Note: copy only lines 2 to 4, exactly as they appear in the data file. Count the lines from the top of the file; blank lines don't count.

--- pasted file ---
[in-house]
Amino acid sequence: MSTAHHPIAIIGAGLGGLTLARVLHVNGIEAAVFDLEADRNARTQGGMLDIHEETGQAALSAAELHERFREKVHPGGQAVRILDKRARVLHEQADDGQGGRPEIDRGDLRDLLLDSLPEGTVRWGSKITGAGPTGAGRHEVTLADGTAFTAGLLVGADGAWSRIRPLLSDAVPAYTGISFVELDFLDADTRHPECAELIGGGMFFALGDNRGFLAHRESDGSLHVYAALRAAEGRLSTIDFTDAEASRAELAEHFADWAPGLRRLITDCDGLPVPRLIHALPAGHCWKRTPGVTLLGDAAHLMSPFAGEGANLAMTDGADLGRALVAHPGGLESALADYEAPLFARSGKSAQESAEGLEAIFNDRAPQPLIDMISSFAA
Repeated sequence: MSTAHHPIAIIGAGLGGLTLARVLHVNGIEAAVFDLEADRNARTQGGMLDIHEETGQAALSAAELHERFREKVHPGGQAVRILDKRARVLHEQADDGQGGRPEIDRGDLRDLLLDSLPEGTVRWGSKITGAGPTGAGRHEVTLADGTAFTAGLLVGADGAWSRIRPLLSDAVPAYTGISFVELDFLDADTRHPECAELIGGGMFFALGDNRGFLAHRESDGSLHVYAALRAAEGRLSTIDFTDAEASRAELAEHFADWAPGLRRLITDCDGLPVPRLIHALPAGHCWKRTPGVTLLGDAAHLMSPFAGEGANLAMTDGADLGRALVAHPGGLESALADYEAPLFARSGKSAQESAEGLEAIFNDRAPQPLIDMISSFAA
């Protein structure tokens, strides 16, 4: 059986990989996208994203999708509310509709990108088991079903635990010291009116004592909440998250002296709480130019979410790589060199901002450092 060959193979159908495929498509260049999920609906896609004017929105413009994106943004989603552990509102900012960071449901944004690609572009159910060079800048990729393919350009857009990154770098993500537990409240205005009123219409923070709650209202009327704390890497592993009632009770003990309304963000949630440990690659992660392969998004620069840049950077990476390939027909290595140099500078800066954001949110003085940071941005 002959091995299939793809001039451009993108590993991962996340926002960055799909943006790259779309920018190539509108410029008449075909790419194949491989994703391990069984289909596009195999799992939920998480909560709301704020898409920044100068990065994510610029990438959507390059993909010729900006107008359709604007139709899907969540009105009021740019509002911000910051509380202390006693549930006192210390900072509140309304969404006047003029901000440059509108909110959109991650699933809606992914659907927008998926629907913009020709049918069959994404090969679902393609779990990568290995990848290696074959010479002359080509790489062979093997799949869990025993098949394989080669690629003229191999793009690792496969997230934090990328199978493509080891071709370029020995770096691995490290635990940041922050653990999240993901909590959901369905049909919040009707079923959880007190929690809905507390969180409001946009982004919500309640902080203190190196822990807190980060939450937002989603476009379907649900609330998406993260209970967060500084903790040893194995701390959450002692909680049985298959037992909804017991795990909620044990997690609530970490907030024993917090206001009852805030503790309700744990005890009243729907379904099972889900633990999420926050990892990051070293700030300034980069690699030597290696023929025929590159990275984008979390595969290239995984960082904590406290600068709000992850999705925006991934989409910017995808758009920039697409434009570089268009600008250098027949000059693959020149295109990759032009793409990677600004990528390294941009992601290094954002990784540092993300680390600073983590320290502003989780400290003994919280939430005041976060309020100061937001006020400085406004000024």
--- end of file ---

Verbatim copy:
Amino acid sequence: MSTAHHPIAIIGAGLGGLTLARVLHVNGIEAAVFDLEADRNARTQGGMLDIHEETGQAALSAAELHERFREKVHPGGQAVRILDKRARVLHEQADDGQGGRPEIDRGDLRDLLLDSLPEGTVRWGSKITGAGPTGAGRHEVTLADGTAFTAGLLVGADGAWSRIRPLLSDAVPAYTGISFVELDFLDADTRHPECAELIGGGMFFALGDNRGFLAHRESDGSLHVYAALRAAEGRLSTIDFTDAEASRAELAEHFADWAPGLRRLITDCDGLPVPRLIHALPAGHCWKRTPGVTLLGDAAHLMSPFAGEGANLAMTDGADLGRALVAHPGGLESALADYEAPLFARSGKSAQESAEGLEAIFNDRAPQPLIDMISSFAA
Repeated sequence: MSTAHHPIAIIGAGLGGLTLARVLHVNGIEAAVFDLEADRNARTQGGMLDIHEETGQAALSAAELHERFREKVHPGGQAVRILDKRARVLHEQADDGQGGRPEIDRGDLRDLLLDSLPEGTVRWGSKITGAGPTGAGRHEVTLADGTAFTAGLLVGADGAWSRIRPLLSDAVPAYTGISFVELDFLDADTRHPECAELIGGGMFFALGDNRGFLAHRESDGSLHVYAALRAAEGRLSTIDFTDAEASRAELAEHFADWAPGLRRLITDCDGLPVPRLIHALPAGHCWKRTPGVTLLGDAAHLMSPFAGEGANLAMTDGADLGRALVAHPGGLESALADYEAPLFARSGKSAQESAEGLEAIFNDRAPQPLIDMISSFAA
């Protein structure tokens, strides 16, 4: 059986990989996208994203999708509310509709990108088991079903635990010291009116004592909440998250002296709480130019979410790589060199901002450092 060959193979159908495929498509260049999920609906896609004017929105413009994106943004989603552990509102900012960071449901944004690609572009159910060079800048990729393919350009857009990154770098993500537990409240205005009123219409923070709650209202009327704390890497592993009632009770003990309304963000949630440990690659992660392969998004620069840049950077990476390939027909290595140099500078800066954001949110003085940071941005 002959091995299939793809001039451009993108590993991962996340926002960055799909943006790259779309920018190539509108410029008449075909790419194949491989994703391990069984289909596009195999799992939920998480909560709301704020898409920044100068990065994510610029990438959507390059993909010729900006107008359709604007139709899907969540009105009021740019509002911000910051509380202390006693549930006192210390900072509140309304969404006047003029901000440059509108909110959109991650699933809606992914659907927008998926629907913009020709049918069959994404090969679902393609779990990568290995990848290696074959010479002359080509790489062979093997799949869990025993098949394989080669690629003229191999793009690792496969997230934090990328199978493509080891071709370029020995770096691995490290635990940041922050653990999240993901909590959901369905049909919040009707079923959880007190929690809905507390969180409001946009982004919500309640902080203190190196822990807190980060939450937002989603476009379907649900609330998406993260209970967060500084903790040893194995701390959450002692909680049985298959037992909804017991795990909620044990997690609530970490907030024993917090206001009852805030503790309700744990005890009243729907379904099972889900633990999420926050990892990051070293700030300034980069690699030597290696023929025929590159990275984008979390595969290239995984960082904590406290600068709000992850999705925006991934989409910017995808758009920039697409434009570089268009600008250098027949000059693959020149295109990759032009793409990677600004990528390294941009992601290094954002990784540092993300680390600073983590320290502003989780400290003994919280939430005041976060309020100061937001006020400085406004000024």